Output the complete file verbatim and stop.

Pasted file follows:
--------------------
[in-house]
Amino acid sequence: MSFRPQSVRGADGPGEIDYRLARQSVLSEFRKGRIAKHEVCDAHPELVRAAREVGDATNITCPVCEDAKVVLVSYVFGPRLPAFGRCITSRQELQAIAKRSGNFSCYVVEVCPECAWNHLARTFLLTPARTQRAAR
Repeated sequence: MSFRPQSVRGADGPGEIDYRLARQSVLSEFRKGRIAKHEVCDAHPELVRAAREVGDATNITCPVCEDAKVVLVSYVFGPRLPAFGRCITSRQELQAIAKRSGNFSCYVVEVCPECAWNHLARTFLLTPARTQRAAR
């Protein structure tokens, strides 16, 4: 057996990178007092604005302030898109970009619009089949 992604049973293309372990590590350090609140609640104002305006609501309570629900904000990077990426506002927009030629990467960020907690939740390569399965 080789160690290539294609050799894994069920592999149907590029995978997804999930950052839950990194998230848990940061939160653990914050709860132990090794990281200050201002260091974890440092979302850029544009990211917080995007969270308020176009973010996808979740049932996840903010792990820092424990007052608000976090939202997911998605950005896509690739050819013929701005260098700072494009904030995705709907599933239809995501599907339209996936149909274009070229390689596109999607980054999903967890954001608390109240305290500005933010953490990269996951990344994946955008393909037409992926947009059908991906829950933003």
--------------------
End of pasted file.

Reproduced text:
[in-house]
Amino acid sequence: MSFRPQSVRGADGPGEIDYRLARQSVLSEFRKGRIAKHEVCDAHPELVRAAREVGDATNITCPVCEDAKVVLVSYVFGPRLPAFGRCITSRQELQAIAKRSGNFSCYVVEVCPECAWNHLARTFLLTPARTQRAAR
Repeated sequence: MSFRPQSVRGADGPGEIDYRLARQSVLSEFRKGRIAKHEVCDAHPELVRAAREVGDATNITCPVCEDAKVVLVSYVFGPRLPAFGRCITSRQELQAIAKRSGNFSCYVVEVCPECAWNHLARTFLLTPARTQRAAR
């Protein structure tokens, strides 16, 4: 057996990178007092604005302030898109970009619009089949 992604049973293309372990590590350090609140609640104002305006609501309570629900904000990077990426506002927009030629990467960020907690939740390569399965 080789160690290539294609050799894994069920592999149907590029995978997804999930950052839950990194998230848990940061939160653990914050709860132990090794990281200050201002260091974890440092979302850029544009990211917080995007969270308020176009973010996808979740049932996840903010792990820092424990007052608000976090939202997911998605950005896509690739050819013929701005260098700072494009904030995705709907599933239809995501599907339209996936149909274009070229390689596109999607980054999903967890954001608390109240305290500005933010953490990269996951990344994946955008393909037409992926947009059908991906829950933003």